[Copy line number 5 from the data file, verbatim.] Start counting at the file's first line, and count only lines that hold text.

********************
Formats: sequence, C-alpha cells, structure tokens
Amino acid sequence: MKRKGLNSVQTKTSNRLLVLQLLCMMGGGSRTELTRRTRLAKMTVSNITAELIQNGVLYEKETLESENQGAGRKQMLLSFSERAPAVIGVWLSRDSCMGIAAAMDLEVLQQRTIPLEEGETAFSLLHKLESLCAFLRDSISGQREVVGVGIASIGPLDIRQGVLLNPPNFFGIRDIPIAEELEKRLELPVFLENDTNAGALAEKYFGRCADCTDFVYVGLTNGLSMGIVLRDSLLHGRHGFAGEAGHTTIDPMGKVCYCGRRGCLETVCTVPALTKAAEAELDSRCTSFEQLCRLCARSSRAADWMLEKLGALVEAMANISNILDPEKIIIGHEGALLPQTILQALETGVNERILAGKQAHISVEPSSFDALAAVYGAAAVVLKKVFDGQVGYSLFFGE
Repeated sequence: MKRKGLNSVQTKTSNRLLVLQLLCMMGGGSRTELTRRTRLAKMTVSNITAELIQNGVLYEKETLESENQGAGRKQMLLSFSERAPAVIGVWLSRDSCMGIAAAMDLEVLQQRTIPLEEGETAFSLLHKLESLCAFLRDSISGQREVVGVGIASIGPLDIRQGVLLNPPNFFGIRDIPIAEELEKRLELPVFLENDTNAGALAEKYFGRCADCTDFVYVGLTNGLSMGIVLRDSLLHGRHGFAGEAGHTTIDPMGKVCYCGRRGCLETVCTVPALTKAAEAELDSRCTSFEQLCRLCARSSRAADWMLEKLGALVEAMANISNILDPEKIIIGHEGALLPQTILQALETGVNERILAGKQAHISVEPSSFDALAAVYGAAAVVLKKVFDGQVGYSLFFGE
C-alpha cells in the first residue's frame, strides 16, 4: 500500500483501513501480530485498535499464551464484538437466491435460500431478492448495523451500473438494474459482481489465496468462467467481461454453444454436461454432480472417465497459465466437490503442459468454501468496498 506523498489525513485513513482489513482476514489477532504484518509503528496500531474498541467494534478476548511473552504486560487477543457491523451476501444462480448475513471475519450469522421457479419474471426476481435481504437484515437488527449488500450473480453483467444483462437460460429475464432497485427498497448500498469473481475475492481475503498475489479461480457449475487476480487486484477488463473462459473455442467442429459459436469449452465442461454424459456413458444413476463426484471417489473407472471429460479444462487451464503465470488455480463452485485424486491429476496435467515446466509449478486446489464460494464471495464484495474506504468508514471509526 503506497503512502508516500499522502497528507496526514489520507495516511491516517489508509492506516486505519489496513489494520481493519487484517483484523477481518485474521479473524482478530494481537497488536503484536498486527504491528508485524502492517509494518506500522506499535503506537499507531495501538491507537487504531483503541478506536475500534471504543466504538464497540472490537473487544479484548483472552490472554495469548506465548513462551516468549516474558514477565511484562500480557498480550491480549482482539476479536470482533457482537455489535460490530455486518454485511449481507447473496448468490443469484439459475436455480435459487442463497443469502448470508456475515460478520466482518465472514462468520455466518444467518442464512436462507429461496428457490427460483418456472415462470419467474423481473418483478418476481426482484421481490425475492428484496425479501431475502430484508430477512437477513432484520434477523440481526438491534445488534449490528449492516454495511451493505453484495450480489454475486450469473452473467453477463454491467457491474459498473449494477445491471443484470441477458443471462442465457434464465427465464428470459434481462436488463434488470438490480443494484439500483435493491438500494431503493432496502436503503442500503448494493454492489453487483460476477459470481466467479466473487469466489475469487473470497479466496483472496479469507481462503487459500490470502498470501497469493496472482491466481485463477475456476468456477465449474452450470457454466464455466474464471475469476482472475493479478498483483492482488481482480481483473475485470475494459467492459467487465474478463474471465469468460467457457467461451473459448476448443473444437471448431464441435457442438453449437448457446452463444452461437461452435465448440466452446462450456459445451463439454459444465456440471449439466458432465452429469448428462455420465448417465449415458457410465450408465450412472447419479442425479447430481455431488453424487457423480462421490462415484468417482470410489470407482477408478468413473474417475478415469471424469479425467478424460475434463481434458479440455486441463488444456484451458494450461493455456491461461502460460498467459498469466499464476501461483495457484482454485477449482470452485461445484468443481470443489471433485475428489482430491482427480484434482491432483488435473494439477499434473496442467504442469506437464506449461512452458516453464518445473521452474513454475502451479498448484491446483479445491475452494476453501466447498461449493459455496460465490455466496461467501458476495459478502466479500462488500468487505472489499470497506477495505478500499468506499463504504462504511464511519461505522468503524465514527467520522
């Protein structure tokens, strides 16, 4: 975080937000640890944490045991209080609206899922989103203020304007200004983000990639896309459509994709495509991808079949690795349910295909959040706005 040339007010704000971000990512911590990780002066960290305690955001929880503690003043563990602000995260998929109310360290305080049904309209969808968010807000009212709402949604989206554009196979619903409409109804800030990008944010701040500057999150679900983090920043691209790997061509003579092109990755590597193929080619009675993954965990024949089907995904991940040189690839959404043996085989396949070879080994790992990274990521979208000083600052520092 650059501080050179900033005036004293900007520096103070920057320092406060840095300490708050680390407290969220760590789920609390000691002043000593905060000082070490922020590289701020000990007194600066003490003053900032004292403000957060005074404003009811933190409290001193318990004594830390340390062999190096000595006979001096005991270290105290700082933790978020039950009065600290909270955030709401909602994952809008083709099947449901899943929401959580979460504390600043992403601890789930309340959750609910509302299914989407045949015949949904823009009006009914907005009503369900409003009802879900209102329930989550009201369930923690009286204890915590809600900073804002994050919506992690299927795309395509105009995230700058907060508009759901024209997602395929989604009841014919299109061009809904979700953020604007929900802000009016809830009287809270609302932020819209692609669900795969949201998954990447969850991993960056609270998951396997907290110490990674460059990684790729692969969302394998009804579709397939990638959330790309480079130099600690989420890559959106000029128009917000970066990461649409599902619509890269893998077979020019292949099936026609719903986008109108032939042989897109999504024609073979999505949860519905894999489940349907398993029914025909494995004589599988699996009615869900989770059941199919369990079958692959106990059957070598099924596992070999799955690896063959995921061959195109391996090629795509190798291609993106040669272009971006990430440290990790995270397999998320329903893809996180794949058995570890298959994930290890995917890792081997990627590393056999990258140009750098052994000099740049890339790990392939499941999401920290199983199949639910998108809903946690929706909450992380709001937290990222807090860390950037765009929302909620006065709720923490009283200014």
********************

């Protein structure tokens, strides 16, 4: 975080937000640890944490045991209080609206899922989103203020304007200004983000990639896309459509994709495509991808079949690795349910295909959040706005 040339007010704000971000990512911590990780002066960290305690955001929880503690003043563990602000995260998929109310360290305080049904309209969808968010807000009212709402949604989206554009196979619903409409109804800030990008944010701040500057999150679900983090920043691209790997061509003579092109990755590597193929080619009675993954965990024949089907995904991940040189690839959404043996085989396949070879080994790992990274990521979208000083600052520092 650059501080050179900033005036004293900007520096103070920057320092406060840095300490708050680390407290969220760590789920609390000691002043000593905060000082070490922020590289701020000990007194600066003490003053900032004292403000957060005074404003009811933190409290001193318990004594830390340390062999190096000595006979001096005991270290105290700082933790978020039950009065600290909270955030709401909602994952809008083709099947449901899943929401959580979460504390600043992403601890789930309340959750609910509302299914989407045949015949949904823009009006009914907005009503369900409003009802879900209102329930989550009201369930923690009286204890915590809600900073804002994050919506992690299927795309395509105009995230700058907060508009759901024209997602395929989604009841014919299109061009809904979700953020604007929900802000009016809830009287809270609302932020819209692609669900795969949201998954990447969850991993960056609270998951396997907290110490990674460059990684790729692969969302394998009804579709397939990638959330790309480079130099600690989420890559959106000029128009917000970066990461649409599902619509890269893998077979020019292949099936026609719903986008109108032939042989897109999504024609073979999505949860519905894999489940349907398993029914025909494995004589599988699996009615869900989770059941199919369990079958692959106990059957070598099924596992070999799955690896063959995921061959195109391996090629795509190798291609993106040669272009971006990430440290990790995270397999998320329903893809996180794949058995570890298959994930290890995917890792081997990627590393056999990258140009750098052994000099740049890339790990392939499941999401920290199983199949639910998108809903946690929706909450992380709001937290990222807090860390950037765009929302909620006065709720923490009283200014």